A money market account is a savings account that offers a higher rate of interest than a traditional savings account. Like savings accounts, money market accounts have specific rules with a limited number of monthly transactions on the withdrawals from the account. Before you head to the bank to open an account, get details on fees, interest rates, minimum balance requirements and other money market account features.
8 Questions to Ask Before You Open a Money Market Account
Before you open a money market account, make sure you have a clear understanding of how it works and what requirements it has so you can avoid fees and make the most out of this account type. Find the answers to these questions — through online research or by contacting your bank — before opening a money market account:
1. What Is a Money Market Account?
Basically, a money market account is similar to a savings account, but it has a higher rate of interest than a traditional savings account. Money market accounts typically have the following limits:
- There are limits on the number of withdrawals you can make each month.
- Generally, money market accounts have a higher minimum balance requirement than traditional savings accounts in order to waive the monthly fee.
- Depending on the bank, you might be able to access the money market account through checks and a debit card.
2. What Are the Minimum Balance Requirements?
Each bank or credit union will have different minimum balance requirements on the account. Additionally, some banks might set the interest rate based on the balance in your account to incentivize higher deposits. Get specific minimum balance requirements from the bank you are considering opening an account with. If you’re worried you cannot maintain a high monthly balance, look for banks that offer a lower required minimum.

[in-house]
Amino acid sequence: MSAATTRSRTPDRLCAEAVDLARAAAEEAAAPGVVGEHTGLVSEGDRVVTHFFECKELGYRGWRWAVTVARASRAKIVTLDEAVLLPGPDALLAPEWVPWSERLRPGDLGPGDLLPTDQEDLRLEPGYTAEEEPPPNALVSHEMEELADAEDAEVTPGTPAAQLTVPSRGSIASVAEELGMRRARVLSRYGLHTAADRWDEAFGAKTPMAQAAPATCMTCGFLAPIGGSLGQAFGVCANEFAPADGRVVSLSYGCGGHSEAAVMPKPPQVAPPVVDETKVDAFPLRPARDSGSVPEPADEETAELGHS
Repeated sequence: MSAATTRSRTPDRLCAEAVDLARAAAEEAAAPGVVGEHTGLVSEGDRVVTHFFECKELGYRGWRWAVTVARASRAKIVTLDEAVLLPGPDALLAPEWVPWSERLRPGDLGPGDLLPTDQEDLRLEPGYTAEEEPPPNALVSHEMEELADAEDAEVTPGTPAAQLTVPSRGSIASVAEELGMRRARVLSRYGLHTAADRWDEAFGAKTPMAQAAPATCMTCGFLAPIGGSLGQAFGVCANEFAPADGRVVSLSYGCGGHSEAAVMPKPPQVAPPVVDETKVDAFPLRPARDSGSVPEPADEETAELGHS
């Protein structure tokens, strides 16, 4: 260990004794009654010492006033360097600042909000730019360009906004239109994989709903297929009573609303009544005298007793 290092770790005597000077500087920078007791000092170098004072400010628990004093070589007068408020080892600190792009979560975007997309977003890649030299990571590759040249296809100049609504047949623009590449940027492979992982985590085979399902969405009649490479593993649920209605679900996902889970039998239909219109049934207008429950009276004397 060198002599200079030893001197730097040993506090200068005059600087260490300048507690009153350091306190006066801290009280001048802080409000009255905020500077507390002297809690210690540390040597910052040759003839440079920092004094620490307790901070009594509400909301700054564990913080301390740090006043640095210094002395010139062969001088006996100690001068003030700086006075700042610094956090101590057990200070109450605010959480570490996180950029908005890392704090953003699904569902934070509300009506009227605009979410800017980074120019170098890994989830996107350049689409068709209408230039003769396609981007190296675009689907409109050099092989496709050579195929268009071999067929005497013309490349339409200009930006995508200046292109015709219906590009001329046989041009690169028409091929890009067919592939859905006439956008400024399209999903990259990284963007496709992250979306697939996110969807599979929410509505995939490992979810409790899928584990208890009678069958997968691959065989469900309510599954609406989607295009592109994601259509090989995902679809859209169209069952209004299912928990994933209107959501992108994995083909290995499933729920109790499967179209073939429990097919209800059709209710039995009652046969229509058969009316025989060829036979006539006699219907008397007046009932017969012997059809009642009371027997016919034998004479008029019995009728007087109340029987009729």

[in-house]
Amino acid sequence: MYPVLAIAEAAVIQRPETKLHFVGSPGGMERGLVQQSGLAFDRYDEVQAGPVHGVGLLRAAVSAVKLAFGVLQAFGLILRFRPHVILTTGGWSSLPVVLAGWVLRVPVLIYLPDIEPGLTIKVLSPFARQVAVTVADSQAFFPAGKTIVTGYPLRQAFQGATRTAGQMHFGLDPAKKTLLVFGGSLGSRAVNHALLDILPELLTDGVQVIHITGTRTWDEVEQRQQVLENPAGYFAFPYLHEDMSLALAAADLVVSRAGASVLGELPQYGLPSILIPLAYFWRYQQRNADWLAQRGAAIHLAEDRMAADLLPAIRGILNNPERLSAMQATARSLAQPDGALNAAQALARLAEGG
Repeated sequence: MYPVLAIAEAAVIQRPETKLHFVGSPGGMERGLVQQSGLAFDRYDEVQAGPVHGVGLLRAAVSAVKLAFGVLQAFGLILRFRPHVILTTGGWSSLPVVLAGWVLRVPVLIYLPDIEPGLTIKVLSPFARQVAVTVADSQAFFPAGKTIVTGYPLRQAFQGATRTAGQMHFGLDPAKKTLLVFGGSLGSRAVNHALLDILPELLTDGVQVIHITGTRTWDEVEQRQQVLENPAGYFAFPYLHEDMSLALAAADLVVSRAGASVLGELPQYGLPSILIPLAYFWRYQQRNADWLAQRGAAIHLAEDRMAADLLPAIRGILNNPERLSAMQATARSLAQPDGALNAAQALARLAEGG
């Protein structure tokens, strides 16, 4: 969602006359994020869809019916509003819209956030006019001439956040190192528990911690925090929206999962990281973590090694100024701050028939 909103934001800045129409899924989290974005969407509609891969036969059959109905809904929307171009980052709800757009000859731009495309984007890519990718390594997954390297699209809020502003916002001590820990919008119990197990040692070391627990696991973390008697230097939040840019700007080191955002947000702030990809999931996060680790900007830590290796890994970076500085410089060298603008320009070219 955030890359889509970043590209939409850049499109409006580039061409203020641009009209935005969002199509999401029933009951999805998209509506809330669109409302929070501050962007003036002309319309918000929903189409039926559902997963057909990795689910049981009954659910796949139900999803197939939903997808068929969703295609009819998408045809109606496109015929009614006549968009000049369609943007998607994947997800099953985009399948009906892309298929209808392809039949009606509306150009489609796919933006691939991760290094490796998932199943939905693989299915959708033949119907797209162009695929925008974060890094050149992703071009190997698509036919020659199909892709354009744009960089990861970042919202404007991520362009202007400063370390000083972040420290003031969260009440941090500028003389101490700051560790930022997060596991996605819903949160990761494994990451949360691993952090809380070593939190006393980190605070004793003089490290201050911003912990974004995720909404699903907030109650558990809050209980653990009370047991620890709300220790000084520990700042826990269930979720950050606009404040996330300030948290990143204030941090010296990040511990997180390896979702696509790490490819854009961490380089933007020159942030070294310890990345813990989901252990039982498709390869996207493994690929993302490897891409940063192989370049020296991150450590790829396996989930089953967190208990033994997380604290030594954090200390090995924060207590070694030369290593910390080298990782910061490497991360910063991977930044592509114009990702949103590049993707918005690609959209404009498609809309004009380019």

Get Answers: Questions to Ask Before Opening a Savings Account
3. What Are the Money Market Account Rates?
Another important factor to consider is the interest rate paid on a money market account. Banks and credit unions might have tiered interest rates and offer higher interest rates if you have a higher balance in the account. Shopping around for the best rate allows you to increase your earnings potential. Be sure to check with both banks and credit unions. Many money market accounts have a variable rate that is dependent on market conditions and might go up as the market improves.
Check Out: 10 Best Money Market Accounts and Rates
4. How Does the Account Compound Interest?
Compounding interest is when the money you earn as interest or a dividend that has been paid, is reinvested back into the account and you can earn interest on that money too. Different banks might compound the interest on a daily or monthly basis. If you’re choosing between two similar accounts, but one compounds monthly while the other compounds daily, choose the latter. Daily compounding can allow you to earn more.
5. Is a Money Market Account Covered by FDIC Insurance?
If you open a money market account with a bank or credit union your funds will be covered by the FDIC or NCUA respectively. You can rest assured that the accounts have the same coverage as other accounts at a bank. This is different from a money market offered by investment firms. Deposits in a money market mutual fund account are not covered by the FDIC or NCUA, and it is important not to confuse the two.
6. Will I Receive a Checkbook or Debit Card With My Money Market Account?
You can access your money market funds by check, debit card, as well as through withdrawals at the bank or ATM. Your bank or credit union might allow checks or credit cards, but not all banks or credit unions offer them with the account. It’s important to ask your bank if there are any restrictions on accessing your account and how many times you can use the checks or debit card each month.
7. What Are My Withdrawal Limits Each Month?
Regulation D of The Federal Reserve governs the frequency of monthly withdrawals allowed in a money market account. You are allowed six withdrawals each month by electronic transfer, debit card or check. You are allowed to make as many deposits into the account as you want to each month, but this is not a checking account that allows you to complete the majority of your daily transactions.
8. Is a Money Market Account Right for Me?
Whether or not a money market account is suitable for you depends on your personal financial situation. If you find yourself constantly dipping into your savings or have a hard time maintaining a minimum balance, a money market fund might not be for you. If you need a place to store your emergency fund or other liquid savings, either a savings account or a money market account could work. Look for an account with the highest interest rate.